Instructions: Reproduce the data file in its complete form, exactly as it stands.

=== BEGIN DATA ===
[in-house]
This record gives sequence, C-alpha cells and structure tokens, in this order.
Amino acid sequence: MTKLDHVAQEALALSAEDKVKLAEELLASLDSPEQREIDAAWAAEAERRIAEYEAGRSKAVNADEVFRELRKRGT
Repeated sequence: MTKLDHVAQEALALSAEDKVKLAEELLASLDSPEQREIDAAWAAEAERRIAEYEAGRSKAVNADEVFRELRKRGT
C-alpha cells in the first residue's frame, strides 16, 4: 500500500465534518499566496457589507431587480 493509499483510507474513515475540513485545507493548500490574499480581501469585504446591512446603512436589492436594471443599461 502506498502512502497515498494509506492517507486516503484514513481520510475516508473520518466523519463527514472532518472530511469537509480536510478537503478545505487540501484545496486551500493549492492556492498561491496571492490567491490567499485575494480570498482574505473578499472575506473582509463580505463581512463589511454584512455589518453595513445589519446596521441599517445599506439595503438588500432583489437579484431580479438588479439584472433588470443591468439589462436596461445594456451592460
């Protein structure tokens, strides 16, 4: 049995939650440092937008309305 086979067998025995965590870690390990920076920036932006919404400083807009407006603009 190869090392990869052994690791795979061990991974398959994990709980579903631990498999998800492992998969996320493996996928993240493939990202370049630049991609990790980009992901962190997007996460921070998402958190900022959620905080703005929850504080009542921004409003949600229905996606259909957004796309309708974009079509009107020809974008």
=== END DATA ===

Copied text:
[in-house]
This record gives sequence, C-alpha cells and structure tokens, in this order.
Amino acid sequence: MTKLDHVAQEALALSAEDKVKLAEELLASLDSPEQREIDAAWAAEAERRIAEYEAGRSKAVNADEVFRELRKRGT
Repeated sequence: MTKLDHVAQEALALSAEDKVKLAEELLASLDSPEQREIDAAWAAEAERRIAEYEAGRSKAVNADEVFRELRKRGT
C-alpha cells in the first residue's frame, strides 16, 4: 500500500465534518499566496457589507431587480 493509499483510507474513515475540513485545507493548500490574499480581501469585504446591512446603512436589492436594471443599461 502506498502512502497515498494509506492517507486516503484514513481520510475516508473520518466523519463527514472532518472530511469537509480536510478537503478545505487540501484545496486551500493549492492556492498561491496571492490567491490567499485575494480570498482574505473578499472575506473582509463580505463581512463589511454584512455589518453595513445589519446596521441599517445599506439595503438588500432583489437579484431580479438588479439584472433588470443591468439589462436596461445594456451592460
């Protein structure tokens, strides 16, 4: 049995939650440092937008309305 086979067998025995965590870690390990920076920036932006919404400083807009407006603009 190869090392990869052994690791795979061990991974398959994990709980579903631990498999998800492992998969996320493996996928993240493939990202370049630049991609990790980009992901962190997007996460921070998402958190900022959620905080703005929850504080009542921004409003949600229905996606259909957004796309309708974009079509009107020809974008």